Medical Evacuation and Training: During Ranger School

By Cloutier, Marc | Infantry, Spring 2002 | Go to article overview
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Medical Evacuation and Training: During Ranger School

Cloutier, Marc, Infantry

It's Day 9 of the 10-day field training exercise (FTX) conducted at the 6th Ranger Training Battalion (RTB), the final exercise of Ranger School. For the past eight days the Ranger students have averaged only two hours of sleep per day. A platoon of 40 Ranger students walks through the swamps along the Yellow River on the Florida Panhandle. The illumination is zero and the nearest road is an unimproved trail two kilometers away, with the Boiling Creek to their back. Suddenly a water moccasin bites one of the Ranger students. Without hesitation the Ranger Instructors (RIs) assess the situation and request a medical evacuation (MED-EVAC) helicopter for the student Within 20 minutes the student is extracted from the swamp and is at the Eglin Air Force Base emergency room for treatment.

Today, the 6th Ranger Training Battalion, responsible for the Florida Phase of Ranger School, is expertly supported by aircrews from the XVIII Airborne Corps. The battalion trains MEDEVAC systems and scenarios at least 15 times a year. This training is broken into four different categories: MEDEVAC systems rehearsals, quarterly MEDEVAC training, annual interagency mass casualty (MASCAL) exercise, and student MEDEVAC operations..

MEDEVAC Systems Rehearsals. Systems rehearsals are conducted on the fourth day of each Ranger Class-II times over the course of a year. The first system to be tested is a jungle penetrator (JP) hoist of a 200-pound dummy off a safety boat on the Yellow River. Before any student conducts waterborne training, this rehearsal is conducted to verify that aircrews, flight medics, boat operators, Ranger medics, and tactical operations center (TOC) personnel can safely extract a casualty from the swamps.

Following the hoist rehearsal, one RI walking team, consisting of four instructors, initiates part two of this systens rehearsal. Each cycle, a new FTX day is tested. It may be an airborne operation, a waterborne accident, or any number of simulated injuries in remote areas of the Eglin training area. This rehearsal tests MEDEVAC procedures at all levels. An evaluator records significant events, a medical evaluator records actions taken by the RIs to treat the casualty, and the battalion S-3 evaluates the primary instructor (PI) team on actions taken upon notification of a MEDEVAC. As in all Army training, an after-action review (AAR) follows the event, involving commanders, air crews, walking teams, medics, and evaluators so that lessons learned can be captured and new procedures developed, if necessary. One of the most difficult types of evacuation, and the most common in a swamp environment, is the JP hoist-an event we always try to incorporate into the systems rehearsals.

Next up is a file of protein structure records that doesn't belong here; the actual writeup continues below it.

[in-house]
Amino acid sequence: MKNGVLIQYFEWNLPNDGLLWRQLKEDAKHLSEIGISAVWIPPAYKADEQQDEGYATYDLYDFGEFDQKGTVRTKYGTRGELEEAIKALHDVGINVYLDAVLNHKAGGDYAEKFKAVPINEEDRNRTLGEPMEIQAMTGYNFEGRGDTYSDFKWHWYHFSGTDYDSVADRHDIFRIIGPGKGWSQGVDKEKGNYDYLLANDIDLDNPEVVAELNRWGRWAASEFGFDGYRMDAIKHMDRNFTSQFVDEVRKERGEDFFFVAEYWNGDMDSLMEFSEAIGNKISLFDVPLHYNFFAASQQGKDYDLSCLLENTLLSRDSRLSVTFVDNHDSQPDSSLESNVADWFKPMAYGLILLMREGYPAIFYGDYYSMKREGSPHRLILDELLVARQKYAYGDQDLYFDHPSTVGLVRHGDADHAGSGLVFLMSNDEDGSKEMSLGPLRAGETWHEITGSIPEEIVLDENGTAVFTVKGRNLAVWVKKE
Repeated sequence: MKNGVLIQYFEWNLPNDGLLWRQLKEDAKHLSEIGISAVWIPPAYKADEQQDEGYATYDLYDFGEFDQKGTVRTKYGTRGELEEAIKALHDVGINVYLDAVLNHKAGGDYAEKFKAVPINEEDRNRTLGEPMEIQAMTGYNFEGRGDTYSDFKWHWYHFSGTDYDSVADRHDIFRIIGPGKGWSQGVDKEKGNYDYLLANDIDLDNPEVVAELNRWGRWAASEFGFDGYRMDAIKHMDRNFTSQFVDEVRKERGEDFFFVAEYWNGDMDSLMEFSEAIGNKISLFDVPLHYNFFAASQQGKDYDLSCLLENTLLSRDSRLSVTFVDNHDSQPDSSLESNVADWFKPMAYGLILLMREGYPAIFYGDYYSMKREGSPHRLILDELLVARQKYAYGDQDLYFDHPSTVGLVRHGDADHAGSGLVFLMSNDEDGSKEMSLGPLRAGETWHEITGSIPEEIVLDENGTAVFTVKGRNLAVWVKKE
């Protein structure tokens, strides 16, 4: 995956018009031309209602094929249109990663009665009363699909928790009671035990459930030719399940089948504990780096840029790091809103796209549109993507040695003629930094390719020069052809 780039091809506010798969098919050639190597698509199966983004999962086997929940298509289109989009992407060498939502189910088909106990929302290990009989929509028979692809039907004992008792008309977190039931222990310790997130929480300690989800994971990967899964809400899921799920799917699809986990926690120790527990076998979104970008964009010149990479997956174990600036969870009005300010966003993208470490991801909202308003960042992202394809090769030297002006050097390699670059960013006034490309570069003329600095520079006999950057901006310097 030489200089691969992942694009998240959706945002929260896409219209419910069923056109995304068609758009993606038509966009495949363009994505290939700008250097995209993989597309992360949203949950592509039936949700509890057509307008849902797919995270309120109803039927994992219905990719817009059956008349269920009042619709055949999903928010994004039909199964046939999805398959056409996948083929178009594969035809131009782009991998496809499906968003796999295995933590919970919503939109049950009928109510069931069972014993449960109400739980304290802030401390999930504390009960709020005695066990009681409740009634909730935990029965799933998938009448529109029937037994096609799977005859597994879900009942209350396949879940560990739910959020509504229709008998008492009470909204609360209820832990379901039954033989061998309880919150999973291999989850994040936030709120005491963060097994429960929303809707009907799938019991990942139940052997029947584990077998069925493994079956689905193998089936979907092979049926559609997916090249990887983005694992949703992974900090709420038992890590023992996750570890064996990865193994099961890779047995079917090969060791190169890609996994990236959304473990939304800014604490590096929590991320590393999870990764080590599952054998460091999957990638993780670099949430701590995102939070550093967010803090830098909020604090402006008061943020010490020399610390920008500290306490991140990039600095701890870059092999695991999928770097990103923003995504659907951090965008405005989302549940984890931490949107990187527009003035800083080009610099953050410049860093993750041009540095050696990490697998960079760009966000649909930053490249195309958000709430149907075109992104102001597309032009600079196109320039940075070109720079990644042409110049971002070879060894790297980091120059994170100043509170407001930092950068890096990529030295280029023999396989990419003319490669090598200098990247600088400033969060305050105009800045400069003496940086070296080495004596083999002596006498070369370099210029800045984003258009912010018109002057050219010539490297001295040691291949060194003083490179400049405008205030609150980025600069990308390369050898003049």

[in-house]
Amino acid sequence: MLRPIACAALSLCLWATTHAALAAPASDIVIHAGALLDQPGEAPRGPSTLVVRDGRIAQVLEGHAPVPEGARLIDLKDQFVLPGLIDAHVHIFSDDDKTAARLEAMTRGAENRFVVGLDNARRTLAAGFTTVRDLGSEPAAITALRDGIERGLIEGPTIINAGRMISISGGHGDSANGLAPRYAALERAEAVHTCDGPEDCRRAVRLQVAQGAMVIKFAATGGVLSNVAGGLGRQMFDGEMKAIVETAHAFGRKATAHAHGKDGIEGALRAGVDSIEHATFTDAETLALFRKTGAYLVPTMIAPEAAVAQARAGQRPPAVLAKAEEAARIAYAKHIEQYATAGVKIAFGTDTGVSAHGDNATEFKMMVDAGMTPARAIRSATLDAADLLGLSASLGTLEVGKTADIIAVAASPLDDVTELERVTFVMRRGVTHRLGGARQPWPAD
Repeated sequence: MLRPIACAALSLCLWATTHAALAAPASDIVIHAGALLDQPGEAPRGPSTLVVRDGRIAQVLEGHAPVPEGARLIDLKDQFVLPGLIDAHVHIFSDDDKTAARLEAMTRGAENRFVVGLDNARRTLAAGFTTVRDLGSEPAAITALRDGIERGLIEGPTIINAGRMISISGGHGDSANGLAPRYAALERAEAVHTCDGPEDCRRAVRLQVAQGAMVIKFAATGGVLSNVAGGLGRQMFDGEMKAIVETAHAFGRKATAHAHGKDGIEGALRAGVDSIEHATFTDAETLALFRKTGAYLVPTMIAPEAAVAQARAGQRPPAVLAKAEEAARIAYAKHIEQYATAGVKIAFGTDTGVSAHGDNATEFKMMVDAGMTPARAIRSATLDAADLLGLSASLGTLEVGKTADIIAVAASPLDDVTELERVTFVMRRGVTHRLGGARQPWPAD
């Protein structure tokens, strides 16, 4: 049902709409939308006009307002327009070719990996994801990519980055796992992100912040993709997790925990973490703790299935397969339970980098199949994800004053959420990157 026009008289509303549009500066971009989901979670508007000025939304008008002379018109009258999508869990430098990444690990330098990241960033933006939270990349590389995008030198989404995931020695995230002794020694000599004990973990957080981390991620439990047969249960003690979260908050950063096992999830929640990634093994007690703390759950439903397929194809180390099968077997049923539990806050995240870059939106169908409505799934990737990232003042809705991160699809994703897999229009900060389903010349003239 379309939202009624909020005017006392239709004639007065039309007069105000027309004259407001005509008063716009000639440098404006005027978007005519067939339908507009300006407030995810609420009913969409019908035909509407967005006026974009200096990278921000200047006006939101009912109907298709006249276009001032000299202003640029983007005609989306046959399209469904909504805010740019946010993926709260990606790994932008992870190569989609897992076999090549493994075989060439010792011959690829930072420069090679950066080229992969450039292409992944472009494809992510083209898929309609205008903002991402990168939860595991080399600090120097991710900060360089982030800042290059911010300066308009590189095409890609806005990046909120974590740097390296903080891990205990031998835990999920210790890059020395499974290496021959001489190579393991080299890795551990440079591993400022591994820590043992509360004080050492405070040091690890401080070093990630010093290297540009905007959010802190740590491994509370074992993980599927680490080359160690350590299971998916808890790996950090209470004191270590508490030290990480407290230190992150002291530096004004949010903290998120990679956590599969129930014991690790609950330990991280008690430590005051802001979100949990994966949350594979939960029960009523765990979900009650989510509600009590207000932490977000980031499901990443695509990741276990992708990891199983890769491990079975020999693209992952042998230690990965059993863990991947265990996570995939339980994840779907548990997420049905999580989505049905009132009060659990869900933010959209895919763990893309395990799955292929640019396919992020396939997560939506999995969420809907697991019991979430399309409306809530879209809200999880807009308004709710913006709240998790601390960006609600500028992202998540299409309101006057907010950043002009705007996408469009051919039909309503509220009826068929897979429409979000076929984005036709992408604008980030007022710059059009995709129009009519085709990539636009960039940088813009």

Quarterly MEDEVAC Training. Quarterly MEDEVAC training allows company commanders to train multiple walking teams in the procedures for treating and evacuating a casualty. It also gives air crews invaluable and realistic training. Quarterly MEDEVAC training focuses primarily on the use of the JP hoist or SKEDCO litter hoist from the swamps. Instructors and crews train both day and night scenarios involving a casualty requiring immediate extraction. This training realistically replicates hazards that might occur during upcoming cycles. Hypothermia treatment and evacuation is the focus before winter cycles, and heat stroke and snakebites are most common before spring and summer cycles, but there are always added injuries or surprises to prevent complacency on the instructors' evaluation and treatment of the casualty.

Annual Interagency MASCAL Exercise. Once per, year, the 6th' RTB hosts an interagency MASCAL that involves all agencies in the Eglin community, including local hospitals, law enforcement, and fire and rescue personnel. The MASCAL scenario is developed to be the worst case the 6th RTB would have to encounter and overcome. The scenario is driven by unforeseen factors that cause all elements of the local safety network to be activated and trained.

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Medical Evacuation and Training: During Ranger School


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